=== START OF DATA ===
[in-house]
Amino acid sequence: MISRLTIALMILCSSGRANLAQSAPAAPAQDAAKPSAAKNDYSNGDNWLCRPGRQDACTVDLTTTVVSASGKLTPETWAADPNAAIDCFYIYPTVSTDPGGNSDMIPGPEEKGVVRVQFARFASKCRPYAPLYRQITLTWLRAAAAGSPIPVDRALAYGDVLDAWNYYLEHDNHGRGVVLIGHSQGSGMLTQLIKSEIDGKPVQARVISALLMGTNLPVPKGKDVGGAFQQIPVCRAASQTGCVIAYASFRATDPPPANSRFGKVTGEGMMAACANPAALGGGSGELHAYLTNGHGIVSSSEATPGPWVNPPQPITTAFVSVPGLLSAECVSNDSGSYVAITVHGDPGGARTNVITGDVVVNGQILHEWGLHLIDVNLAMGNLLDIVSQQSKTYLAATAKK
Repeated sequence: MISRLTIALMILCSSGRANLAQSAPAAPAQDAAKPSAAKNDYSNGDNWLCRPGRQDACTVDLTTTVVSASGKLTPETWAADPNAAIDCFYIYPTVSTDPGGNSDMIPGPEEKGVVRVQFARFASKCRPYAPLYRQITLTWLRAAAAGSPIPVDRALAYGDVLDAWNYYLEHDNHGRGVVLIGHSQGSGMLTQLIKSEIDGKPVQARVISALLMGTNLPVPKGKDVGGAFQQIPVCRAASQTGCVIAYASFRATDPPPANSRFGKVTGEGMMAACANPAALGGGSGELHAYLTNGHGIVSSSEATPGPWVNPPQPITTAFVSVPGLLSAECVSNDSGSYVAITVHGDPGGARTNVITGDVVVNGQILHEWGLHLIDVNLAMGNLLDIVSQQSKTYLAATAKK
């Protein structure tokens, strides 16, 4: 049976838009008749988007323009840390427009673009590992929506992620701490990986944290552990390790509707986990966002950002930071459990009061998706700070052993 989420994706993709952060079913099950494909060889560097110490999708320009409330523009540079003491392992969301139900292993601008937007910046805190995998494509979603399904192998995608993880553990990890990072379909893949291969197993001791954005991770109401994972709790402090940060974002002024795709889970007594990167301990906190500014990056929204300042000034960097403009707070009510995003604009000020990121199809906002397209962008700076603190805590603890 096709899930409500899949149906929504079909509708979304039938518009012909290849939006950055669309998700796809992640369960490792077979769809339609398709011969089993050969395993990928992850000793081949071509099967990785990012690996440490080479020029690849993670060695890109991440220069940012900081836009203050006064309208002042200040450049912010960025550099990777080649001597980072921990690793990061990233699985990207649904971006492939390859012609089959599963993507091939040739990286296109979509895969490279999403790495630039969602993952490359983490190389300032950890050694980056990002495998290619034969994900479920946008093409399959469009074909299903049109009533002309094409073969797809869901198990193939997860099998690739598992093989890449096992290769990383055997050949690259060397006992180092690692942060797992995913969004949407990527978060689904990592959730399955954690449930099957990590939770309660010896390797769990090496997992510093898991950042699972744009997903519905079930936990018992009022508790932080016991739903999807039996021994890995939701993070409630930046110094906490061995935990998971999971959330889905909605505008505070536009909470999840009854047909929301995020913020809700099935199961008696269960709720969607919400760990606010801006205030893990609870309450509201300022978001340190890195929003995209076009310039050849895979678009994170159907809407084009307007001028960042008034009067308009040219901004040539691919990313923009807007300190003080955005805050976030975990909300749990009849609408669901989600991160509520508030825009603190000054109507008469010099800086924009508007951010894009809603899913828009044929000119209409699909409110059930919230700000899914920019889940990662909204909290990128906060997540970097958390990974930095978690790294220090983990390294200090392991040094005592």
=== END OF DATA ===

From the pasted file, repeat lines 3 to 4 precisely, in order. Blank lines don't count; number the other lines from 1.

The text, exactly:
Repeated sequence: MISRLTIALMILCSSGRANLAQSAPAAPAQDAAKPSAAKNDYSNGDNWLCRPGRQDACTVDLTTTVVSASGKLTPETWAADPNAAIDCFYIYPTVSTDPGGNSDMIPGPEEKGVVRVQFARFASKCRPYAPLYRQITLTWLRAAAAGSPIPVDRALAYGDVLDAWNYYLEHDNHGRGVVLIGHSQGSGMLTQLIKSEIDGKPVQARVISALLMGTNLPVPKGKDVGGAFQQIPVCRAASQTGCVIAYASFRATDPPPANSRFGKVTGEGMMAACANPAALGGGSGELHAYLTNGHGIVSSSEATPGPWVNPPQPITTAFVSVPGLLSAECVSNDSGSYVAITVHGDPGGARTNVITGDVVVNGQILHEWGLHLIDVNLAMGNLLDIVSQQSKTYLAATAKK
């Protein structure tokens, strides 16, 4: 049976838009008749988007323009840390427009673009590992929506992620701490990986944290552990390790509707986990966002950002930071459990009061998706700070052993 989420994706993709952060079913099950494909060889560097110490999708320009409330523009540079003491392992969301139900292993601008937007910046805190995998494509979603399904192998995608993880553990990890990072379909893949291969197993001791954005991770109401994972709790402090940060974002002024795709889970007594990167301990906190500014990056929204300042000034960097403009707070009510995003604009000020990121199809906002397209962008700076603190805590603890 096709899930409500899949149906929504079909509708979304039938518009012909290849939006950055669309998700796809992640369960490792077979769809339609398709011969089993050969395993990928992850000793081949071509099967990785990012690996440490080479020029690849993670060695890109991440220069940012900081836009203050006064309208002042200040450049912010960025550099990777080649001597980072921990690793990061990233699985990207649904971006492939390859012609089959599963993507091939040739990286296109979509895969490279999403790495630039969602993952490359983490190389300032950890050694980056990002495998290619034969994900479920946008093409399959469009074909299903049109009533002309094409073969797809869901198990193939997860099998690739598992093989890449096992290769990383055997050949690259060397006992180092690692942060797992995913969004949407990527978060689904990592959730399955954690449930099957990590939770309660010896390797769990090496997992510093898991950042699972744009997903519905079930936990018992009022508790932080016991739903999807039996021994890995939701993070409630930046110094906490061995935990998971999971959330889905909605505008505070536009909470999840009854047909929301995020913020809700099935199961008696269960709720969607919400760990606010801006205030893990609870309450509201300022978001340190890195929003995209076009310039050849895979678009994170159907809407084009307007001028960042008034009067308009040219901004040539691919990313923009807007300190003080955005805050976030975990909300749990009849609408669901989600991160509520508030825009603190000054109507008469010099800086924009508007951010894009809603899913828009044929000119209409699909409110059930919230700000899914920019889940990662909204909290990128906060997540970097958390990974930095978690790294220090983990390294200090392991040094005592």